Energy Performance Contracting (EPC): a fair energy service business model


What is EPC?

According to the Energy Efficiency Directive 2012/27/EU, EPC is “a contractual arrangement between the beneficiary and the provider of an energy efficiency improvement measure, verified and monitored during the whole term of the contract, where investments (work, supply or service) in that measure are paid for in relation to a contractually agreed level of energy efficiency improvement or other agreed energy performance criterion, such as financial savings” (art. 2, para. 27), but also energy savings.

The financial savings include reduction in costs of energy provision and can also include reduction in other operational costs, such as costs of maintenance and workforce. Instead of being price-driven, energy performance contracts are performance (results)-driven.

EPC may also include a whole customised energy service-package, consisting of planning, building, operation and maintenance, optimisation, efficient energy supply, efficient energy trnsformation, (co-)financing and user behaviour.

Why implement EPC Projects in buildings?

  • to reduce energy bills despite of increasing energy prices
  • to stay competitive by implementing sustainability
  • to create healthier living and working conditions
  • to make buildings climate resilient.

Why trust ENACE for the elaboration and management of an EPC Project?

ENACE stands for high quality services provided by competent staff disposing of the necessary technical, commercial, legal and financial know-how and skills. Additionally, as a signatory of the EPC Code of Conduct (http://ec.europa.eu/energy/efficiency/financing/doc/2014_european_code_of_conduct_energy_performance_contracting.pdf), ENACE adheres to the principles of ethical business contact, thus making sure that the EPC Project is managed in an effective, professional and transparent manner.

How does  ENACE help to effectively implement EPC?

As a core stakeholder in the Energy Performance Contracting Campaign of the European Union (EPCC, http://ec.europa.eu/energy/efficiency/financing/campaign_en.htm), ENACE contributes to ensure better understanding of EPC, thus increasing confidence in the reliability and effectiveness of this business model based on investments financed by savings.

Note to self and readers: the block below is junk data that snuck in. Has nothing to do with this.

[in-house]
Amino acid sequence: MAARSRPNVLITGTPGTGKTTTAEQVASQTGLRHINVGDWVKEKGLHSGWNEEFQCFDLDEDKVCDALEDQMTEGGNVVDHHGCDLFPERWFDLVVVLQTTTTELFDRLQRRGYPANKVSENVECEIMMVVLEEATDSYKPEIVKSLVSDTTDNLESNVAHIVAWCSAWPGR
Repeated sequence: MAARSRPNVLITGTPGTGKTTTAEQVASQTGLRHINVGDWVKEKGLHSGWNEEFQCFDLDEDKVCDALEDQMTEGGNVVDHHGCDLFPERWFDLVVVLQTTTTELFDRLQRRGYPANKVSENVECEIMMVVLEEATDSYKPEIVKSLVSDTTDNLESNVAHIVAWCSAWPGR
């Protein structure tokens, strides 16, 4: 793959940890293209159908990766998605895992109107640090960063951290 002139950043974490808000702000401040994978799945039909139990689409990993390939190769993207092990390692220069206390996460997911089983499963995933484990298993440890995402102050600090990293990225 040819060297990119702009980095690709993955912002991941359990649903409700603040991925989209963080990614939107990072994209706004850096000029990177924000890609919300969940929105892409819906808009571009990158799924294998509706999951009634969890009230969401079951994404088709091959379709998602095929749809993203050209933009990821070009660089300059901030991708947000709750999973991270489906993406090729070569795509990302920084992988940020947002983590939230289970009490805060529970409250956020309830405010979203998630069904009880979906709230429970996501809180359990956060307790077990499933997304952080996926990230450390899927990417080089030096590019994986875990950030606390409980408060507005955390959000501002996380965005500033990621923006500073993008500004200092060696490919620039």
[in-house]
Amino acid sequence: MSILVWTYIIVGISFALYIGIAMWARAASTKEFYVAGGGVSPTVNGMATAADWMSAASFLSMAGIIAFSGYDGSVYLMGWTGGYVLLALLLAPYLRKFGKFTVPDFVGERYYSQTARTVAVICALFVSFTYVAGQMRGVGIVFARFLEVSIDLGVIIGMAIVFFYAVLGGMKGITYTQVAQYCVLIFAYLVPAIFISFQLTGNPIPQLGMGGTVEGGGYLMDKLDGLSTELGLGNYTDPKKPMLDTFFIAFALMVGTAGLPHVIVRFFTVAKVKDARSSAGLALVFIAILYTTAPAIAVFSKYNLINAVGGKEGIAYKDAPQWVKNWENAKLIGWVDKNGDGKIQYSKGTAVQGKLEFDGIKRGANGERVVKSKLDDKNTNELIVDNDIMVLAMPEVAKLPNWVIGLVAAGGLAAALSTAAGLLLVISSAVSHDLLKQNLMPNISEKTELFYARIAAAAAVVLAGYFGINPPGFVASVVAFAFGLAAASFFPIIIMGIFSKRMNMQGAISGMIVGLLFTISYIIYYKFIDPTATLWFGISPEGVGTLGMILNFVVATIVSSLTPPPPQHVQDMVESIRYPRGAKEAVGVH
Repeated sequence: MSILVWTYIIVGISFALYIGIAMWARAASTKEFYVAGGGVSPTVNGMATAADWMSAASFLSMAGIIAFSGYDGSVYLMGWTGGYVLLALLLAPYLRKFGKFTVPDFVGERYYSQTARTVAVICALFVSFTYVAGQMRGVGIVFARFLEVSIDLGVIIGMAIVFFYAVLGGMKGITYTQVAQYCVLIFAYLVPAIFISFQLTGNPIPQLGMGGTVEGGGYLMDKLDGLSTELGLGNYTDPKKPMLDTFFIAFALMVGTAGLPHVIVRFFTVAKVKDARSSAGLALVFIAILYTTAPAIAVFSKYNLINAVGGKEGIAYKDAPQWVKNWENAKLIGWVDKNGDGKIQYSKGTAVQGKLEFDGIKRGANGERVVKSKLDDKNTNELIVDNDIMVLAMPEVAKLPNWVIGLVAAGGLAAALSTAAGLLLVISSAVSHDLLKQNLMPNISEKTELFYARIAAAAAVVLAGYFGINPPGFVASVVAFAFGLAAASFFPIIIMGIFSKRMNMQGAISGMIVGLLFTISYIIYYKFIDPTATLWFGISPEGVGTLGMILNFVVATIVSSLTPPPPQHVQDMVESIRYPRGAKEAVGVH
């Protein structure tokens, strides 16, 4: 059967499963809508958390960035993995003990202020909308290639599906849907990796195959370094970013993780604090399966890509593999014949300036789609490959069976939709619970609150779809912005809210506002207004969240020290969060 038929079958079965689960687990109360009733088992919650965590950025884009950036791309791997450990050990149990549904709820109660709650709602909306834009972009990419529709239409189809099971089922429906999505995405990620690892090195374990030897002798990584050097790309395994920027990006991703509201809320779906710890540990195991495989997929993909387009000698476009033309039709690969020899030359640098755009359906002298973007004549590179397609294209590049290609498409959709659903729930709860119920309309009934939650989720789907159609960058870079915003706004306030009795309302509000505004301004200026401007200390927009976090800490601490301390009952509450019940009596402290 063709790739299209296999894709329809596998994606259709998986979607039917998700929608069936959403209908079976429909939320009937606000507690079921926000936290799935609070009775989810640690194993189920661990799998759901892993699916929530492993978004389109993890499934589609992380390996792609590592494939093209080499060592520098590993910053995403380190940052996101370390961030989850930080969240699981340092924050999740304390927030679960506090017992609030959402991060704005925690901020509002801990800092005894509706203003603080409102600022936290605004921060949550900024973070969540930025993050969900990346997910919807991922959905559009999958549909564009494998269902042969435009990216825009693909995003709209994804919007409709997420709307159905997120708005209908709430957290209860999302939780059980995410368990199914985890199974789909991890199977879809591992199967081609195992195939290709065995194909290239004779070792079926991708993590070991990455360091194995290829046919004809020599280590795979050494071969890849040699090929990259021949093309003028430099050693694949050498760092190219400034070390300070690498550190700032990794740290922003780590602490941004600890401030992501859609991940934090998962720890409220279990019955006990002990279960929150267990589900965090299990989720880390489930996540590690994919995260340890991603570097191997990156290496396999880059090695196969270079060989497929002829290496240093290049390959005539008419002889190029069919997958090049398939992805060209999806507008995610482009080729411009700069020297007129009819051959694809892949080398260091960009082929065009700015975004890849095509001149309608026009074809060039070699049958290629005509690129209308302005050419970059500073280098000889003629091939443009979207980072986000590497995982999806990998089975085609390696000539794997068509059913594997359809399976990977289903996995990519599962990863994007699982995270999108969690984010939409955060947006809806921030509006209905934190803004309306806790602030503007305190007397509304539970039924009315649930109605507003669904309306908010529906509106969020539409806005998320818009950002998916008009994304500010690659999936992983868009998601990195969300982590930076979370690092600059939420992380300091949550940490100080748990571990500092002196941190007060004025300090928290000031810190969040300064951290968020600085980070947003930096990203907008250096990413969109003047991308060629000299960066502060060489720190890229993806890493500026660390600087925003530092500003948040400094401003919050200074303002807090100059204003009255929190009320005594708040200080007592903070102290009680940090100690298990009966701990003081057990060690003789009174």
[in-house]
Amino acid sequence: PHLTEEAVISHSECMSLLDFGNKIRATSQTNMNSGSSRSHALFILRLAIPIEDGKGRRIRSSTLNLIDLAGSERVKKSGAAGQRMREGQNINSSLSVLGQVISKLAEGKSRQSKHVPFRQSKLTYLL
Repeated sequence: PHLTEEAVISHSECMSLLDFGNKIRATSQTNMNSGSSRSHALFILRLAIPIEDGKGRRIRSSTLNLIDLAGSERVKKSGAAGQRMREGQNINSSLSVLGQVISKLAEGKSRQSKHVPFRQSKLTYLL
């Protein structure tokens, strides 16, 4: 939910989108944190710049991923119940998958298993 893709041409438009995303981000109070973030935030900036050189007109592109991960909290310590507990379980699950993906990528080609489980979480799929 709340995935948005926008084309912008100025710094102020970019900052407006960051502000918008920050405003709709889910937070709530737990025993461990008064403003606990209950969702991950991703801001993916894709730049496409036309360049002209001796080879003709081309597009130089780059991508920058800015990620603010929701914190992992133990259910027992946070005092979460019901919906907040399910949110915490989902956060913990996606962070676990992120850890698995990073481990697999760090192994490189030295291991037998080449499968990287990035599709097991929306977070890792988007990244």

By doing so, ENACE works hand in hand with the European PPP Expertise Centre (EPEC, http://www.eib.org/epec/index.htm) in strengthening the ability of the public sector to engage in Public Private Partnership (PPP) transactions.

More precisely, within the SuSoh Project  (www.susoh.eu) ENACE organizes capacity building events on the national level and online about innovative financing models such as EPC in the Social housing area (Nov.14-Oct.15), in close cooperation with our partners (Housing Europe, Power House, AVS, PU Europe and Cype) and sister projects such as BRICKER http://www.bricker-project.com, EESI http://www.european-energy-service-initiative.net/eu/project.html, EESI2020 http://eesi2020.eu, EU GUGLE http://eu-gugle.eu/es/project/, FRESH http://www.fresh-project.eu/project/, iNSPiRe http://www.inspirefp7.eu and Transparense http://www.transparense.eu/eu/home/welcome-to-transparense-project,

Which risks are related to EPC?

EPC-related risks are of two types, technical and financial. They lie with the EPC provider (or Energy Service Company, ESCO), which commits to guarantee the “conctractually agreed level of energy efficiency improvement”. If the EPC Project fails to achieve this quantified, contractually agreed performance, the EPC provider (or ESCO) has to compensate the shortfalls in savings. If on the contrary, excess savings are achieved at the end of the contract, they shall be shared in a fair manner such as foreseen by the contract.